Poetry Dispatch No.267 | January 29, 2009
He was one of our last major American writers who also paid attention to a lost art form: light verse. There was always humor in Updike’s lines, but he seemed especially fond of playing with words, rhythm, sound and ideas, “lightly’ in verse.
A contemporary of his, Phyllis McGinley, the queen of suburban light verse (THE LOVE LETTERS OF PHYLLIS McGINLEY, 1954) achieved considerable fame and respect herself in this form, though she came nowhere close to ‘also’ mastering the novel, the short story, journalism, criticism and ‘serious’ poetry.
As I continue to downsize my considerable library, I come upon book after ‘cheap’ paperback book–faded covers, yellowed or tanned pages, margin notes, underlined passages, bent spines or books still spotless, brand new…priced 35¢, 75¢, $1.00, $1.25 etc. Who could possibly love or honor these books more than I? All small, precious ‘pocket books’ that I cannot—give away? Sell? Trash? Who would want this stuff today, given what’s out there? Of what possible value would these antique texts be to anyone but (hopefully)…a ‘young’ writer who prefers to hold a real book in his hands? Or a serious reader? Any reader at all? This is the stuff even a library doesn’t want. Literary fodder. Extinct. Books destined to be ‘disappeared’ in one manner or another. So… I may as well keep them and request to be burned and buried with my old paperback books.
Among these, I find and delight in (once again), young Updike’s light verse.
My poems, at Mammon’s grim behest,
Have been collected here by Crest.
Forgive them, if they seem to thin;
Diaphanousness is no sin
In ballerinas’ skirts, so why
My own transparency decry?
It pleased me once to write them, and
I’m pleased to place them in your hand.
[from VERSE, Crest, 1965, 75¢]
THOUGHTS WHILE DRIVING HOME
Was I clever enough? Was I charming?
Did I make ay least one good pun?
Was I disconcerting? Disarming?
Was I wise? Was I wan? Was I fun?
Did I answer that girl with white shoulders
Correctly, or should I have said
(Engagingly), “Kierkegaard smolders,
But Eliot’s ashes are dead?”
And did I, while being a smarty,
Yet some wry reserve slyly keep,
So they murmured, when I’d left the party,
“He’s deep. He’s deep. He’s deep”?
[from VERSE, Crest, 1965, 75¢]
As much as my life is devoted to reading and writing, as fortunate as I am to be always near, in touch with writers, artists, readers, here/there/everywhere, I have rarely heard ‘serious poet’ come up in any discussion of John Updike. “They” will give him his light verse…but then it’s off to his ‘pretty prose”, his cultural perceptiveness, his sexual city and suburban motifs in short and long narratives.
But here’s a reminder: the man wrote a hell of a ‘serious’ poem as well. Don’t ever forget—or deny him this.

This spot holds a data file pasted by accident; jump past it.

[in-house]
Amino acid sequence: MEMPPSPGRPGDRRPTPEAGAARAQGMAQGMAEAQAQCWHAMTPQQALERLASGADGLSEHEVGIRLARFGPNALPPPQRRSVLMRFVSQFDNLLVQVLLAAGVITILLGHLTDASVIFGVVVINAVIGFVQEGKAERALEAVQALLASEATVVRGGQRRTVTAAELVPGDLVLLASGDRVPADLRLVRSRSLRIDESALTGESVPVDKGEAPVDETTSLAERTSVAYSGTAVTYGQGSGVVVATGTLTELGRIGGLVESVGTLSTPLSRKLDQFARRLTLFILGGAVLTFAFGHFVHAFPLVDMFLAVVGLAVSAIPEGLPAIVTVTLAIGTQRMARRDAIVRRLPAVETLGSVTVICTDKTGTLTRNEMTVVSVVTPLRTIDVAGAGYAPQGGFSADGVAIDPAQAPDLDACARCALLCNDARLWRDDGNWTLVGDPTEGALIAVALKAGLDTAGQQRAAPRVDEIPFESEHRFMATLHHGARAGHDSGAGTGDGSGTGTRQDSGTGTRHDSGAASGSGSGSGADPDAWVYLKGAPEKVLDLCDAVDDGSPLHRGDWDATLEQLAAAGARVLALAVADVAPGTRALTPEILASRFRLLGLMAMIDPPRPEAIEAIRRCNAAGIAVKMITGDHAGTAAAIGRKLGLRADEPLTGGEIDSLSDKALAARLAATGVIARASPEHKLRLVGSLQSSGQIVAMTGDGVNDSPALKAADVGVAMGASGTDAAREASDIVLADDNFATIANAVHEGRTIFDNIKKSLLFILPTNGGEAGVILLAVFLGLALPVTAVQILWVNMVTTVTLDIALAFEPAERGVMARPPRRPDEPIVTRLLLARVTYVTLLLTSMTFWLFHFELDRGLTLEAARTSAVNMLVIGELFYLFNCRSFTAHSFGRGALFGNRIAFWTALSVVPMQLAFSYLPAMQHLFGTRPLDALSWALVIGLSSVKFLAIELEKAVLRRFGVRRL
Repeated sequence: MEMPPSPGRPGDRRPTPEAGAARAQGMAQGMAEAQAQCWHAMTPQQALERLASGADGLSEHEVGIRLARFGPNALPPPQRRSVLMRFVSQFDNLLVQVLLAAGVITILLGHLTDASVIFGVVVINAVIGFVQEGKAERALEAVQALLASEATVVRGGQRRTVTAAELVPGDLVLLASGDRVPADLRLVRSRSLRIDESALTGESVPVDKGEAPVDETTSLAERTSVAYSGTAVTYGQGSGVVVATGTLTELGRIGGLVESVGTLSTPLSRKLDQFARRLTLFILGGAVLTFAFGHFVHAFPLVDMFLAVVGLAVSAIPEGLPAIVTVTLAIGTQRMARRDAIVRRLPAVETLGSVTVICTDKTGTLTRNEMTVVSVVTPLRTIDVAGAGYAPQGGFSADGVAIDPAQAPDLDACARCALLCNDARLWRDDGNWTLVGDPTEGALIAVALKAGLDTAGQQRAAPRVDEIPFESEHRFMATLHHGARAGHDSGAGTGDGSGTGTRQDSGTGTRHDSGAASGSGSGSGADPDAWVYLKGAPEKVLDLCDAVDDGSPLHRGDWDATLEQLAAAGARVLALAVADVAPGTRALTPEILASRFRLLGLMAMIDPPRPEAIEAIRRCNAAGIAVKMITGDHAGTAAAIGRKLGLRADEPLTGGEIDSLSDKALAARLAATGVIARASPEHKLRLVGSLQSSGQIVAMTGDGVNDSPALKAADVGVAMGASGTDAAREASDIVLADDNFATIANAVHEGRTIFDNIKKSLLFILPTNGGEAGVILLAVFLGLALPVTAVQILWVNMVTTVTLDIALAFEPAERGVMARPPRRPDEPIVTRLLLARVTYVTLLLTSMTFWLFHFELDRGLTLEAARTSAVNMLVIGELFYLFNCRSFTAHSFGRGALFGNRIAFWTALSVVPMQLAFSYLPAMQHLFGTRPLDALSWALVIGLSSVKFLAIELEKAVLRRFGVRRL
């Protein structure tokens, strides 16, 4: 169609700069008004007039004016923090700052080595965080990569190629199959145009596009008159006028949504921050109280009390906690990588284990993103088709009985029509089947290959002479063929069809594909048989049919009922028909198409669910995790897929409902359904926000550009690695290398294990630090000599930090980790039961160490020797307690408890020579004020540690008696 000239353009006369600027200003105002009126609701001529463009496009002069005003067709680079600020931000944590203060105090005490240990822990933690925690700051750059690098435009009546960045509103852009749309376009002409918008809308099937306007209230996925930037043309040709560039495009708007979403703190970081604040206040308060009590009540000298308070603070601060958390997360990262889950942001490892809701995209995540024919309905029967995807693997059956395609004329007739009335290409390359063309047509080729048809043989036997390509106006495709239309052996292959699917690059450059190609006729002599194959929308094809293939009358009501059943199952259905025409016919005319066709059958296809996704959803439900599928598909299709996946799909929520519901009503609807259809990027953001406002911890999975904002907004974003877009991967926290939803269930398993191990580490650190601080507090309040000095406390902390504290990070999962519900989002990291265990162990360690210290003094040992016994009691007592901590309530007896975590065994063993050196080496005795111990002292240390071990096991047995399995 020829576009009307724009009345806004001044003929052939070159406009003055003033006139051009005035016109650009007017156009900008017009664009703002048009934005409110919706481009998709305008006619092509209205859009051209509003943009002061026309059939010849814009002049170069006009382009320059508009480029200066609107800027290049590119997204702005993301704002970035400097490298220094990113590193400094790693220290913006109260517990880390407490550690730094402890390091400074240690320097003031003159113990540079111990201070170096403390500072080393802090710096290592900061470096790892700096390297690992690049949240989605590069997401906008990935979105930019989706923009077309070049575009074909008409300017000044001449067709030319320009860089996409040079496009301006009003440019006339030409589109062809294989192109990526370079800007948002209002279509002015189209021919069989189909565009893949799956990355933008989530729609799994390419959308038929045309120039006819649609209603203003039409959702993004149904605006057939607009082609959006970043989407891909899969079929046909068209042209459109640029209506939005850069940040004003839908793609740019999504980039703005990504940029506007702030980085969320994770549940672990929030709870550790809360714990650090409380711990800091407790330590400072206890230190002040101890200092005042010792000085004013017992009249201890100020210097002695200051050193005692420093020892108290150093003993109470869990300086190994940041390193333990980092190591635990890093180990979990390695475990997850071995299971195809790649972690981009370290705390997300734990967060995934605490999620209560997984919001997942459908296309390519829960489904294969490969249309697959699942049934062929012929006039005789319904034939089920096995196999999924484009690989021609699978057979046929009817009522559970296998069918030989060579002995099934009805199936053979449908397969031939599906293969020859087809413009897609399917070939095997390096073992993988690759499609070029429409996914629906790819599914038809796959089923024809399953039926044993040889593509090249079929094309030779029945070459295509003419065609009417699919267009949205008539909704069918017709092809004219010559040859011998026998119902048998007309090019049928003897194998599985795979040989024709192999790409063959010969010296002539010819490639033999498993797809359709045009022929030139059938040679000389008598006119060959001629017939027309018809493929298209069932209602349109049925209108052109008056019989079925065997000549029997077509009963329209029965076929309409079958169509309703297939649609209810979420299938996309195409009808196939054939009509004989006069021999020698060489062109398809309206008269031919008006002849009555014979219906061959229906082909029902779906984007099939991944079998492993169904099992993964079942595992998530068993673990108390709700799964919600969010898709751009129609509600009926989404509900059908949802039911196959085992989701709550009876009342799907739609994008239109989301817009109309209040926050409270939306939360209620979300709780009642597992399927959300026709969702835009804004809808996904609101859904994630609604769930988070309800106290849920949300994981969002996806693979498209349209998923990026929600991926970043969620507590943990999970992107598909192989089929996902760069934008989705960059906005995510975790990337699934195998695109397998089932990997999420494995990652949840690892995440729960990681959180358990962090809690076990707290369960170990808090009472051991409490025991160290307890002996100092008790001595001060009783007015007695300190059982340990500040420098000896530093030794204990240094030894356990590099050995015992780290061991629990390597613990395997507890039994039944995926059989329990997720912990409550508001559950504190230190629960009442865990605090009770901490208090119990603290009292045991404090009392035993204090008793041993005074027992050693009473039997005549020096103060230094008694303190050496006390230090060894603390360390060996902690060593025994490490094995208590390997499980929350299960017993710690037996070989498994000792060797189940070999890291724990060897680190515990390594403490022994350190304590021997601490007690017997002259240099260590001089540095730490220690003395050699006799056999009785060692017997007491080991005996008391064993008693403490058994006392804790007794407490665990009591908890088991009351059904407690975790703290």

Who knows when any writer ‘discovers’ death creeping into his work for the first time. For some, it’s there in the very beginning. For others, it slips into his or her mid-life prose and poems. Still others may inadvertently write ‘goodbye’ only days or months before they write the final word.
ALL of the above seems ‘probably” true in Updike’s light and heavy world of getting one’s whole life down in words.
At night—the light turned off, the filament
Unburdened of its atom-eating charge,
His wife asleep, her breathing dipping low
To touch a swampy source—he thought of death.
Her father’s hilltop home allowed him time
To sense the nothing standing like a sheet
Of speckless glass behind his human future.
He had two comforts he could see, just two.
One was the cheerful fullness of most things:
Plump stones and clouds, expectant pods, the soil
Offering up pressure to his knees and hands.
The other was burning the trash each day.
He liked the heat, the imitation danger,
And the way, as he tossed in used-up news,
String, napkins, envelopes, and paper cups,
Hypnotic tongues of order intervened.
[Collected Poems 1953-1993 , Knopf, 1993]
And another regrettable thing about death
is the ceasing of your own brand of magic,
which took a whole life to develop and market-
the quips, the witticisms, the slant
adjusted to a few, those loved ones nearest
the lip of the stage, their soft faces blanched
in the footlight glow, their laughter close to tears,
their warm pooled breath in and out with your heartbeat,
their response and your performance twinned.
The jokes over the phone. The memories packed
in the rapid-access file. The whole act.
Who will do it again? That’s it: no one;
imitators and descendants aren’t the same.
[from Collected Poems 1953-1993, Knopf, 1993]
The poem, “Requiem” by all indications was John Updike’s most recent—and last word on the subject. It will appear in a forthcoming collection of his work:
It came to me the other day:
Were I to die, no one would say,
‘Oh, what a shame! So young, so full
Of promise – depths unplumbable!
Instead, a shrug and tearless eyes
Will greet my overdue demise;
The wide response will be, I know,
‘I thought he died a while ago.’
For life’s a shabby subterfuge,
And death is real, and dark, and huge.
The shock of it will register
Nowhere but where it will occur.